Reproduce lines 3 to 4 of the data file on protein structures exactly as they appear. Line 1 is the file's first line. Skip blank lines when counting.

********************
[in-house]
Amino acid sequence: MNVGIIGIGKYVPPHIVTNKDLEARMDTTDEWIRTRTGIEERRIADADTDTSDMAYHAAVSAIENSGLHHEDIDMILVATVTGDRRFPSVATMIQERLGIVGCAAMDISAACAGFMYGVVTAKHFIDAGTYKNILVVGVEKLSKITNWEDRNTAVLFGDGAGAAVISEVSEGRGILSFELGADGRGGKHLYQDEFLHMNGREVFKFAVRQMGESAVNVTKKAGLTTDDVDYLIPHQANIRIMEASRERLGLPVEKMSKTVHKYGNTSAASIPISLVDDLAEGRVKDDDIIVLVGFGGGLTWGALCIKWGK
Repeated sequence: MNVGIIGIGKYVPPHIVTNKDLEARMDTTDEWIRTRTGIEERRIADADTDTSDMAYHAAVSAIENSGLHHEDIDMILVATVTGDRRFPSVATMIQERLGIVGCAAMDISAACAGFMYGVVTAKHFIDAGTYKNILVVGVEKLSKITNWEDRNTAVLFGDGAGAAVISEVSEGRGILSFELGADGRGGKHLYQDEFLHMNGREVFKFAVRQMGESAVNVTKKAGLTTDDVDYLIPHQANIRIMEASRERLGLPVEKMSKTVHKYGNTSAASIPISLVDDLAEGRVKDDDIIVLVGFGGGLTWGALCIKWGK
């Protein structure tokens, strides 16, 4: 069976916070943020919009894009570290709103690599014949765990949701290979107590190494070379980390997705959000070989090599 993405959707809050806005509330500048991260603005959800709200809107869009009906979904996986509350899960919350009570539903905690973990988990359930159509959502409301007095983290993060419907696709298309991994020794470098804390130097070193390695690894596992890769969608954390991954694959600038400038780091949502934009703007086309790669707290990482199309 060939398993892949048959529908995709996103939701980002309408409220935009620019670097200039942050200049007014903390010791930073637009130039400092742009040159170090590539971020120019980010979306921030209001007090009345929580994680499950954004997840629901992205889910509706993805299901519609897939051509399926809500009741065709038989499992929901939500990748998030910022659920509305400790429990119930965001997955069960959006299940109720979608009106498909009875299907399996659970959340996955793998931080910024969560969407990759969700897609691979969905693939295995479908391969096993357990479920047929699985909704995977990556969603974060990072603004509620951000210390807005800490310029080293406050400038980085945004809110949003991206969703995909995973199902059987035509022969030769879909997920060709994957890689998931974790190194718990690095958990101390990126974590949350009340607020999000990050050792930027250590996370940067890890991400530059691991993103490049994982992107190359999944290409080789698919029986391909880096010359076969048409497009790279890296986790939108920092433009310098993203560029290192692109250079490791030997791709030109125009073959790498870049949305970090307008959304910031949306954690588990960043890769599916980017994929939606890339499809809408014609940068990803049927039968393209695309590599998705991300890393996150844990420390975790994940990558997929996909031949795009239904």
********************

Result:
Repeated sequence: MNVGIIGIGKYVPPHIVTNKDLEARMDTTDEWIRTRTGIEERRIADADTDTSDMAYHAAVSAIENSGLHHEDIDMILVATVTGDRRFPSVATMIQERLGIVGCAAMDISAACAGFMYGVVTAKHFIDAGTYKNILVVGVEKLSKITNWEDRNTAVLFGDGAGAAVISEVSEGRGILSFELGADGRGGKHLYQDEFLHMNGREVFKFAVRQMGESAVNVTKKAGLTTDDVDYLIPHQANIRIMEASRERLGLPVEKMSKTVHKYGNTSAASIPISLVDDLAEGRVKDDDIIVLVGFGGGLTWGALCIKWGK
């Protein structure tokens, strides 16, 4: 069976916070943020919009894009570290709103690599014949765990949701290979107590190494070379980390997705959000070989090599 993405959707809050806005509330500048991260603005959800709200809107869009009906979904996986509350899960919350009570539903905690973990988990359930159509959502409301007095983290993060419907696709298309991994020794470098804390130097070193390695690894596992890769969608954390991954694959600038400038780091949502934009703007086309790669707290990482199309 060939398993892949048959529908995709996103939701980002309408409220935009620019670097200039942050200049007014903390010791930073637009130039400092742009040159170090590539971020120019980010979306921030209001007090009345929580994680499950954004997840629901992205889910509706993805299901519609897939051509399926809500009741065709038989499992929901939500990748998030910022659920509305400790429990119930965001997955069960959006299940109720979608009106498909009875299907399996659970959340996955793998931080910024969560969407990759969700897609691979969905693939295995479908391969096993357990479920047929699985909704995977990556969603974060990072603004509620951000210390807005800490310029080293406050400038980085945004809110949003991206969703995909995973199902059987035509022969030769879909997920060709994957890689998931974790190194718990690095958990101390990126974590949350009340607020999000990050050792930027250590996370940067890890991400530059691991993103490049994982992107190359999944290409080789698919029986391909880096010359076969048409497009790279890296986790939108920092433009310098993203560029290192692109250079490791030997791709030109125009073959790498870049949305970090307008959304910031949306954690588990960043890769599916980017994929939606890339499809809408014609940068990803049927039968393209695309590599998705991300890393996150844990420390975790994940990558997929996909031949795009239904």